Bislig City, Philippines
This charming city on the eastern coast of Mindanao, facing the Pacific Ocean is surrounded by
lush natural forest and industrial tree plantations. Bislig has a land area of 40,503 hectares spread over 24
barangays, with close to half classified as public forest.
This website aims to give the visitor, or new resident, all the information they would need to know about Bislig
and the surrounding areas. Including information about civic services,nightlife, dining out, tourist attractions,
sports and recreation facilities etc.
Bislig is a vibrant and livable city geared towards producing agricultural and aquamarine products and becoming
a leading eco-tourism destination in Southeastern Philippines.
Bislig City's History
In the annals of Philippine historical heritage is rich in her recorded past dating back since the dawn of
civilization in this part of Mindanao. It has had its rich, turbulent and bloody, but dynamic transition that had
eventually led to its present social, economic, physical and political structure.
The legendary allusions as to how Bislig got its name dates back to the era prior to the coming of the Spanish
conquistadors. The town got its name from a forest vine of the rattan family that grew in abundance along the banks
of its rivers. This vine was noted for its strength and became known for saving a royal couple who crossed the
swollen river in one of their hunting expeditions and who almost died as they were carried downstream by the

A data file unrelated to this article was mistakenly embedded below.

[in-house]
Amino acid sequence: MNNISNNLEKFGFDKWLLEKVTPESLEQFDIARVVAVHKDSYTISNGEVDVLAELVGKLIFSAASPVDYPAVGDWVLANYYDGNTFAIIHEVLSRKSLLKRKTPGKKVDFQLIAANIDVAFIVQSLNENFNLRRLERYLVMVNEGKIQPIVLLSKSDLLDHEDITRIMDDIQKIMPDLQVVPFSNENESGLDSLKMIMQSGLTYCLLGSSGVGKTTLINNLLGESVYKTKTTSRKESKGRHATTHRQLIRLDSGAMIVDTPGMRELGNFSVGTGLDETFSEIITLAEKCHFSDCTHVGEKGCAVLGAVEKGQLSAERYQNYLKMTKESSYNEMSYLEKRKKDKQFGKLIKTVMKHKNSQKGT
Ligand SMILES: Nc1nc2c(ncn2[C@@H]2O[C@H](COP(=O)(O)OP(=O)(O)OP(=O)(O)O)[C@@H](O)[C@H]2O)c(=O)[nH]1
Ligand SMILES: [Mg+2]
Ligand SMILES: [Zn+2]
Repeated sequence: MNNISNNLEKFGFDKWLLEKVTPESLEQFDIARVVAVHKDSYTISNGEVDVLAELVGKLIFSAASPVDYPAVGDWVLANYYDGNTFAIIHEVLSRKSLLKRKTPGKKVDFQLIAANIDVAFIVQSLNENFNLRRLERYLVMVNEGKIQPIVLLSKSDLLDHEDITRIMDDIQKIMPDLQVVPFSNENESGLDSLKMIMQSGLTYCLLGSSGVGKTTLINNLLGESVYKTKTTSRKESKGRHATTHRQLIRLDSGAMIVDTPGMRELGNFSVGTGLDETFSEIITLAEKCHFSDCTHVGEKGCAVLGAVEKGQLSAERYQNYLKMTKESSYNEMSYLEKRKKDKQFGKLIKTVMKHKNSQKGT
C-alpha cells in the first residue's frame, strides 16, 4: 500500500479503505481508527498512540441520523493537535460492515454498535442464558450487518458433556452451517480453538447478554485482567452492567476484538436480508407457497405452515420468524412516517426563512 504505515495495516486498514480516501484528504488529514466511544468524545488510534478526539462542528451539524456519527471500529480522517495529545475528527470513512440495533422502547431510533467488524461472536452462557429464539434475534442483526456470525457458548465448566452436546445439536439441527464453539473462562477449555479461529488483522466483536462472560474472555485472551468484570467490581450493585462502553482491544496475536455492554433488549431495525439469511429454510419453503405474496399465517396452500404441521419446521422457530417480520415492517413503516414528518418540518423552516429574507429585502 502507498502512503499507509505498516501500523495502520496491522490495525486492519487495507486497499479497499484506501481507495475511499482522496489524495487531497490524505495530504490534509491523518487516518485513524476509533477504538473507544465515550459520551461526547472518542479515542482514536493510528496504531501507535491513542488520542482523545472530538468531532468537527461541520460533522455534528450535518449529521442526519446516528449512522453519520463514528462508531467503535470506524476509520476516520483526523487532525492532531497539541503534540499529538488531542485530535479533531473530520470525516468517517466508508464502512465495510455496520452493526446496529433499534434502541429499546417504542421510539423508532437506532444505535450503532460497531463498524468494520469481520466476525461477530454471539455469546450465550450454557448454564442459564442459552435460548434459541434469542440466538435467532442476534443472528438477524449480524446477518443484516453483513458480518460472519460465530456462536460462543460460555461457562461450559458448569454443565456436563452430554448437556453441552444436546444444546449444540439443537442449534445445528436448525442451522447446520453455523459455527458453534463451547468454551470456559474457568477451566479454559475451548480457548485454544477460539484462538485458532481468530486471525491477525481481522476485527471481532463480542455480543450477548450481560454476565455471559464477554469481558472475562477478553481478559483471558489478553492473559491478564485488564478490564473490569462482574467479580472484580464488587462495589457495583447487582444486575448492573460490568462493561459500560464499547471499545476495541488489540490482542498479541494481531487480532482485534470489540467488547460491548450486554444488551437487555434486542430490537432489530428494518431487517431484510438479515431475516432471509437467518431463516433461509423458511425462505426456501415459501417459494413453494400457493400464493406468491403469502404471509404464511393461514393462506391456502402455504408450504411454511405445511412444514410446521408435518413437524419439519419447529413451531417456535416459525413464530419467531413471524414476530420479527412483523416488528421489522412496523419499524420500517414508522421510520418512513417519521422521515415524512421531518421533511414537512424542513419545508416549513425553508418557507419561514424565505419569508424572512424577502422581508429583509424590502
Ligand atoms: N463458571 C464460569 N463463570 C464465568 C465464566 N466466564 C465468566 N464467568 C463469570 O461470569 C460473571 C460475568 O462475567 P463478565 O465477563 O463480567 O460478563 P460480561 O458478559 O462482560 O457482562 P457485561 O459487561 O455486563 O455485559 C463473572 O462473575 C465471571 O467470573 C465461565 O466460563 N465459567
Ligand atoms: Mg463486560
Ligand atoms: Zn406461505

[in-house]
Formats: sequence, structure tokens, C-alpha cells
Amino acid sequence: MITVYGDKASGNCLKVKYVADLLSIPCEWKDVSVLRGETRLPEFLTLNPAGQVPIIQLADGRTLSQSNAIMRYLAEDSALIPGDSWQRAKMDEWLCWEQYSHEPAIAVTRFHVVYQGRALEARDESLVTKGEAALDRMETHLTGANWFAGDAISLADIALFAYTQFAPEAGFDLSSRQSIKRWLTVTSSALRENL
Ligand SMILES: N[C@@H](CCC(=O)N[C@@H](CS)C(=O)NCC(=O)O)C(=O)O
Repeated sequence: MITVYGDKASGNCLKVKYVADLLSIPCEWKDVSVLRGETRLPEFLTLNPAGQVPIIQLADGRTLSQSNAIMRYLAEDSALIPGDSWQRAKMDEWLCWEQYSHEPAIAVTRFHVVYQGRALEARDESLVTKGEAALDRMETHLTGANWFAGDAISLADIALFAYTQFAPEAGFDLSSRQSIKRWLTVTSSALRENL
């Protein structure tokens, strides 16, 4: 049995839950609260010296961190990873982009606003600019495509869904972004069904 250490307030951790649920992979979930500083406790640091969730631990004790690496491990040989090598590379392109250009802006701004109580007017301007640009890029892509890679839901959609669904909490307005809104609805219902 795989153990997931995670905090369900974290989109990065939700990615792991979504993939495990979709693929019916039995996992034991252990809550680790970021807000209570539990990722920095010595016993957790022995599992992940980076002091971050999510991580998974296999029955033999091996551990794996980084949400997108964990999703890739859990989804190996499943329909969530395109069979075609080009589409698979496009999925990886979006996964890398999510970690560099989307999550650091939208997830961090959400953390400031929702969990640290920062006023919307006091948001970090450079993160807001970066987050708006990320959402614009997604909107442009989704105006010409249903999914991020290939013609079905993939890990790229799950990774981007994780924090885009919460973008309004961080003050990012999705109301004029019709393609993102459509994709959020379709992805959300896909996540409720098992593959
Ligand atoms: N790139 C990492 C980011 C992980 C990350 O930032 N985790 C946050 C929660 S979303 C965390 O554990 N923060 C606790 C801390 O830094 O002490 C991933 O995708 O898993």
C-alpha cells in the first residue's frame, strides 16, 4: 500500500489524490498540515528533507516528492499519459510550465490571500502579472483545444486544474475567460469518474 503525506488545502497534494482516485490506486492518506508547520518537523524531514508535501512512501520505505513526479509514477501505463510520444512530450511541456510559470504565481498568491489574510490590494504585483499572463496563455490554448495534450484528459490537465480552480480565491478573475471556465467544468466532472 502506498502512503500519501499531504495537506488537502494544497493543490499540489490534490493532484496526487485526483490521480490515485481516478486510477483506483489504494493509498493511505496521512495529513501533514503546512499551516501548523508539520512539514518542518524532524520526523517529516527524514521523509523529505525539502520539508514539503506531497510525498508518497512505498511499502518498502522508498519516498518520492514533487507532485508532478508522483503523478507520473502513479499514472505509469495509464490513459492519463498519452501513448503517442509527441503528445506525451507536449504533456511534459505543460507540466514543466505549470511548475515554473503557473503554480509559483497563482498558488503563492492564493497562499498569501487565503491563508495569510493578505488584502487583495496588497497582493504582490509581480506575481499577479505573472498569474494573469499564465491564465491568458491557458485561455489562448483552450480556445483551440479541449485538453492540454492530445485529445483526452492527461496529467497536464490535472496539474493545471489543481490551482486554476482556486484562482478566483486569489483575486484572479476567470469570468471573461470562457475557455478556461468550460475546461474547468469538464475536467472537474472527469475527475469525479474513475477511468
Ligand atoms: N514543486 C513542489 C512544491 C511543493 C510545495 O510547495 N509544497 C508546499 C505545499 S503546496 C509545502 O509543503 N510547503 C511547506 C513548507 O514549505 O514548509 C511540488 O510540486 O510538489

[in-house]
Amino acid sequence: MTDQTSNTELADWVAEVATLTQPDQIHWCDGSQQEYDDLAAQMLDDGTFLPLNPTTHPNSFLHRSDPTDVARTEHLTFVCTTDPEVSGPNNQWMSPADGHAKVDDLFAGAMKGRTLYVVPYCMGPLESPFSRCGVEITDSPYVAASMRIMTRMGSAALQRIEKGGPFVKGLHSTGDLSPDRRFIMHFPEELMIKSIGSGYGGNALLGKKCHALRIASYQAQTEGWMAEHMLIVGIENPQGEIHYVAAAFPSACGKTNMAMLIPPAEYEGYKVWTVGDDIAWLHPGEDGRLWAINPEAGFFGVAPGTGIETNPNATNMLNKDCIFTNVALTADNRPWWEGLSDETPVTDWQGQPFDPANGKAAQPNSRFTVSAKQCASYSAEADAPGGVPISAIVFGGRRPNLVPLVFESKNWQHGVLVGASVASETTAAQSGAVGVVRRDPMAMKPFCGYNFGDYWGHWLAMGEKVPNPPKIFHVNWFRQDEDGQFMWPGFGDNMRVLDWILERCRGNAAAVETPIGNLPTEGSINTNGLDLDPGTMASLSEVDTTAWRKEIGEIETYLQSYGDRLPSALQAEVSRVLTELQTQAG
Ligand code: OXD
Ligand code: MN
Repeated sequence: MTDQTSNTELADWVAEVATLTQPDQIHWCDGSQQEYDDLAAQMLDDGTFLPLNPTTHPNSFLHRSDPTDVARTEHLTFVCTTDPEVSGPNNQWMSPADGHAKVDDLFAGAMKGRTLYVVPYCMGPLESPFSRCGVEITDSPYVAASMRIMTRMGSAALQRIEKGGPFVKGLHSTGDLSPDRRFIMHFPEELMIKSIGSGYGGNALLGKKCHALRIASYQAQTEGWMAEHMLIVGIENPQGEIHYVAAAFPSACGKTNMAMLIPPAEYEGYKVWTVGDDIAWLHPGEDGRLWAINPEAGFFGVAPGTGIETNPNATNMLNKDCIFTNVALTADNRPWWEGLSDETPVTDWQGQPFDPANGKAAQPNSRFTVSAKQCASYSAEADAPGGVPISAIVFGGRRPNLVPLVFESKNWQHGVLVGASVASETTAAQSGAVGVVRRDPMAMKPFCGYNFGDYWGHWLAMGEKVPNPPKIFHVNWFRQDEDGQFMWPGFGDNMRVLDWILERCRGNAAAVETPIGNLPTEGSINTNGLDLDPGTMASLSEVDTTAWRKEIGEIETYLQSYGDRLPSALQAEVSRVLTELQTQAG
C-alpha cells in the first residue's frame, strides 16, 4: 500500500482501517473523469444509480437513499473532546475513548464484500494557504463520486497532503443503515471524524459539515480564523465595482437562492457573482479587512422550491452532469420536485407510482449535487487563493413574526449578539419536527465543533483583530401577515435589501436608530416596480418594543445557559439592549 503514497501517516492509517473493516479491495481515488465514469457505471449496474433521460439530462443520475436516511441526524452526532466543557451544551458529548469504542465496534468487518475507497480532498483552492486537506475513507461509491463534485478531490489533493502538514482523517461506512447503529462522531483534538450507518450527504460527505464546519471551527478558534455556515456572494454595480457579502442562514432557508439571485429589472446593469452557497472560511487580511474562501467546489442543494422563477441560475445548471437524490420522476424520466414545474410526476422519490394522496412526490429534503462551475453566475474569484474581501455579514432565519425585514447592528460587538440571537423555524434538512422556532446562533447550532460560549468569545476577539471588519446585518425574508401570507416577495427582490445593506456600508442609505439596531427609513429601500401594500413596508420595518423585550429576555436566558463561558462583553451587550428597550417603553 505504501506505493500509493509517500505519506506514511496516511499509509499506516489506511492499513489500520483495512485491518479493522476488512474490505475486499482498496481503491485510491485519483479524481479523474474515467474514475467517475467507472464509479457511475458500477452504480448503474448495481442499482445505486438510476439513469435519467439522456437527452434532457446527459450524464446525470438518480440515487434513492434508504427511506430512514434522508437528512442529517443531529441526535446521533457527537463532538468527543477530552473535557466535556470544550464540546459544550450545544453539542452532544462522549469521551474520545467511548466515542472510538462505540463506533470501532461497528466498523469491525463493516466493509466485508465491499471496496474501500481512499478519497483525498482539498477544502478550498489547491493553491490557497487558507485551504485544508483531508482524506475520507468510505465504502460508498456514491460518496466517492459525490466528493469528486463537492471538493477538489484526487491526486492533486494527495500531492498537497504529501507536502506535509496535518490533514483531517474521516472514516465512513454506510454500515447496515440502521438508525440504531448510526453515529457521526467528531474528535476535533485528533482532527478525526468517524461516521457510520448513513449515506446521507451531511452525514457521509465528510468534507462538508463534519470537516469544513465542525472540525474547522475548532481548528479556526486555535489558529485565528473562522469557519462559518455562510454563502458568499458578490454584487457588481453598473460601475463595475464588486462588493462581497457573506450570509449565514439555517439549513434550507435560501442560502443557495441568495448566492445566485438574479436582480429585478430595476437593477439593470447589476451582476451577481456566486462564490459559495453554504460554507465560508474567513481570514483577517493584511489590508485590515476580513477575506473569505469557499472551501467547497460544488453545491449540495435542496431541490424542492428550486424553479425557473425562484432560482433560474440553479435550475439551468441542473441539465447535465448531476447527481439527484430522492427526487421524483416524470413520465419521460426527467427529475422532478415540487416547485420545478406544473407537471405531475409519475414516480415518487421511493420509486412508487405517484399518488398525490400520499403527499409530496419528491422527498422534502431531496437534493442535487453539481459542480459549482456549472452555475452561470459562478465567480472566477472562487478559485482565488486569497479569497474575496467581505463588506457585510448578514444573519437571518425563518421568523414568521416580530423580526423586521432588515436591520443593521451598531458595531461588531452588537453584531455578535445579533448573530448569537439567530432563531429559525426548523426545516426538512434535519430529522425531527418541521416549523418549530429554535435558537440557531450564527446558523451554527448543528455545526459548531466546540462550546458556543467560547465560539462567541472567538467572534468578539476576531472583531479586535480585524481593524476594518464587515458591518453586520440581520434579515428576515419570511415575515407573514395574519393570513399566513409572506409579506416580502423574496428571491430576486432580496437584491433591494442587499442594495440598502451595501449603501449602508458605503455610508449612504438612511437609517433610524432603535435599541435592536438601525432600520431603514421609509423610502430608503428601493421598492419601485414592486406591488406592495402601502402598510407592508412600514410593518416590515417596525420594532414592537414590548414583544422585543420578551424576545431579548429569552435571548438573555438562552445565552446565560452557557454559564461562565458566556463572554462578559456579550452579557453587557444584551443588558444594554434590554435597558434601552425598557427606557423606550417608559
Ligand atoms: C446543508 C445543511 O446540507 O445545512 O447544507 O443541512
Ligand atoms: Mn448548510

rushing current. The legend has it that these hunters had already lost hope of surviving until they were able to
cling to a vine which was about 1/4 inch in diameter called Bislig. As a sign of thanksgiving, the ruler named this
The first inhabitants of Bislig were believed to have come from the Agusan Valley in the hinterlands of Mindanao
beyond the Magdiwata Mountains. These people used spears, bows and arrows and lived a semi-nomadic life and were
They were ruled during the later part of the seventeenth century by a native leader called “Bagani”, meaning a
formidable leader. They were very brave, tough and war-like. They also introduced edible crops such as rice, corn
and rootcrops to the area.
At the turn of the century, Spanish Colonizers and Missionaries imposed the rule of Spain and brought with them
Tagalogs, Ilongos, and Visayans from the North as members of their expeditionary forces.
Long before it became a town on January 1, 1921 per Executive Order No. 62 issued by Governor General Francis
Burton Harrison on December 28, 1920 with Primitivo A. Castillo as its first Municipal President, Bislig was
already an established political instrumentality or “pueblo” in the Province of Surigao (now Surigao del Sur and
Surigao del Norte). Earlier, the province was a part of an even bigger territory stretching from Northeastern
Mindanao down to the island’s Southeastern “pueblo” of Caraga and Man-ay in Davao Oriental. Caraga was originally
the seat of political, military and religious authority.
Since then efforts were made to improve and develop Bislig until the advent of Citihood campaign in 1999 and by
virtue of Republic Act No. 8804 Bislig was converted into a component city duly ratified and approved in a
plebiscite conducted in September 18, 2000.
The advent of technology is now helping us reach Bisliganons all over the world. Let us support the
advocacy of our local government for the good of our people.